Wednesday, October 27, 2021

Joe Biden divides Democratic party as president Trump quits Twitter

Joe Biden and his staff may well be in a more complicated state than that. But for all the angst in Washington, few in the White House seem rattled by a raft of dramatic political developments.

While the president and his aides feuded on Twitter all day, the Democratic speaker of the House of Representatives announced that the president had signed the latest debt-ceiling hike and that he would allow a government shutdown only for a short time and if he was forced to.

Biden and his staff may well be in a more complicated state than that – he is a former senator and as vice-president (along with his unifying colleagues in an attempt to unite a divided Democratic Party) they are the face of what the administration describes as the movement of a new Democratic party.

But as Joe Biden tries to consolidate his role in the new party, a high-powered Democratic congressman is taking a middle course on what some say is an essential test of Biden’s role in his party’s rebirth.

Right now the Democrats’ position on healthcare is mixed. President Obama has not come out in favour of the single-payer system that he once seemed to embrace. When Biden was vice-president he tried and failed to secure health care reform with Speaker John Boehner. For now it appears a move towards the $350 billion plan that former health secretary Kathleen Sebelius is pushing is the one that the president is willing to support.

But that plan has been criticised by some as too timid and the left wing of the party seem to have given up on bipartisanship. Leftwing activists are demanding that Biden shift the plan to a single-payer system. The New York Times reports that people involved in the effort to bring him into the fold say they are not going to give up.

Instead they want to see Biden take the initiative and put together a plan that is truly progressive. They are advising him to support single-payer, or Medicare-for-all, Medicare for all.

But Democratic congressman Jim Himes tells Politico: “Every single House Democrat is going to be opposed to a bill that has the kind of wiggle room that that does… We’ve got to move to a real strategy and not a symbolic one. We’ve got to get something done.”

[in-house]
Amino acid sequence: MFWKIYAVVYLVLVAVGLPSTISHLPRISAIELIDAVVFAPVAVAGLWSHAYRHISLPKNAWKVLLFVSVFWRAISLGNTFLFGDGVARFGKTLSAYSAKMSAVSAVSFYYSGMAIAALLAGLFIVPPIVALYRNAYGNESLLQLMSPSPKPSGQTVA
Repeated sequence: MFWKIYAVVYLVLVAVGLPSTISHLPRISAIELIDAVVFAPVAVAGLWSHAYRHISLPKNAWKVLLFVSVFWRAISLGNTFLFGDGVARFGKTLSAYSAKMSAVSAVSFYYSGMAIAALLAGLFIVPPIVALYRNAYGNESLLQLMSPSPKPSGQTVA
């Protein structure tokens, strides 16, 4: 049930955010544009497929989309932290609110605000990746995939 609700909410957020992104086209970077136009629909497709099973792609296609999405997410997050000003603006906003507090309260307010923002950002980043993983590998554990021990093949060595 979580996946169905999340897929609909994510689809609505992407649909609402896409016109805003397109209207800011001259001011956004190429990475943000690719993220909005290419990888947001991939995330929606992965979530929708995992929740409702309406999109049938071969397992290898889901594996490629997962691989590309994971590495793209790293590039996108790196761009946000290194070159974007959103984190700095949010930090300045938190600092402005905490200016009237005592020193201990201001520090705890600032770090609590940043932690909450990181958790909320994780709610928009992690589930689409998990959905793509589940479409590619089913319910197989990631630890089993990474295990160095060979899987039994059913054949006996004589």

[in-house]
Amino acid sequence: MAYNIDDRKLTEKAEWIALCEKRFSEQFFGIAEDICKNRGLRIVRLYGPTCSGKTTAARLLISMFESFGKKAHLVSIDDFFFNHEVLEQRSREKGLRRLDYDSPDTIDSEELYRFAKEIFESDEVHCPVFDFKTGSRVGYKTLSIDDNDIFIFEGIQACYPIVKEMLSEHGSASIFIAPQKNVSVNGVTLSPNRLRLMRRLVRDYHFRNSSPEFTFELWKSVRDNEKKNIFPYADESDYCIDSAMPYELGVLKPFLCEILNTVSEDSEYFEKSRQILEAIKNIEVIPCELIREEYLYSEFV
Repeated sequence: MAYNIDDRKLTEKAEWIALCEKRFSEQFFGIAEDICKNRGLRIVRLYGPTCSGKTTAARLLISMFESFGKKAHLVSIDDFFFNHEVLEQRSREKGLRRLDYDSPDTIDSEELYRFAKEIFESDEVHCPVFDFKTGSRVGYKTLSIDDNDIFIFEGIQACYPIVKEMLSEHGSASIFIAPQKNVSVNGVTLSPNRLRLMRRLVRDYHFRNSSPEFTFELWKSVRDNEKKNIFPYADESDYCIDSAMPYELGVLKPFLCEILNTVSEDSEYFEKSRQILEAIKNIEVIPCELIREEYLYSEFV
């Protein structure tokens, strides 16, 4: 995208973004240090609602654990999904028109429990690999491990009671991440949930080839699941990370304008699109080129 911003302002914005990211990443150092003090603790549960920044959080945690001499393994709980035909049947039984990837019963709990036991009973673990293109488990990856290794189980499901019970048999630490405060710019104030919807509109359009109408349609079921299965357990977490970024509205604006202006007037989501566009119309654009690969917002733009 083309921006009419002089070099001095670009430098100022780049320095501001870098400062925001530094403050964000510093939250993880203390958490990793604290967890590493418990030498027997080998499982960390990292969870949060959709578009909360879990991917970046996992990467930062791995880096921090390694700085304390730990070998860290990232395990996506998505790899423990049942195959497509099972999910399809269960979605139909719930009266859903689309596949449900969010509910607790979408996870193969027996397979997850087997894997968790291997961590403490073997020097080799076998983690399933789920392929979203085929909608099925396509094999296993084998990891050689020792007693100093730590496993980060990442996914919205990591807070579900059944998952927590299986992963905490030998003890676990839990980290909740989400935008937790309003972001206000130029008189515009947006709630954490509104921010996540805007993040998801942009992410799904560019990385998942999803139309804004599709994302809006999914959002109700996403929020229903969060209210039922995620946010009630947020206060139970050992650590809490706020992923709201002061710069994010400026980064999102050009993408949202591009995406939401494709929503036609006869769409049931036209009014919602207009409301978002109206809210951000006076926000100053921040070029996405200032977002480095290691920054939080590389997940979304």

So Himes’ view is that the administration should stop being so shy and tone down the progressives. In other words, he may be putting his own job on the line by trying to advance an agenda that will meet with resistance.

Joe Biden’s strategy has been that after his loss in 2016 he wanted to help Democrats write new messages and find an organisation to launch them. He has been on a centrist offensive trying to build bridges and undermine what he has described as a “neo-liberal” economic agenda.

But Biden has been the centre of attention in Washington for months. But that attention has fallen on the growing fragmenting of the Democratic party as a result of a battle for control of the Democratic National Committee and battles over the DNC’s role in DNC reform.

Recently Biden’s strategy has diverged from that of the White House in that he has backed legislation over tax reform that President Trump had said that he would have vetoed. And Joe Biden has been trying to bridge a divide between groups on the left and in the party. He’s even called on Bernie Sanders to embrace single-payer healthcare, a polarizing issue, and one that Joe Biden has not seemed to embrace when he was vice-president.

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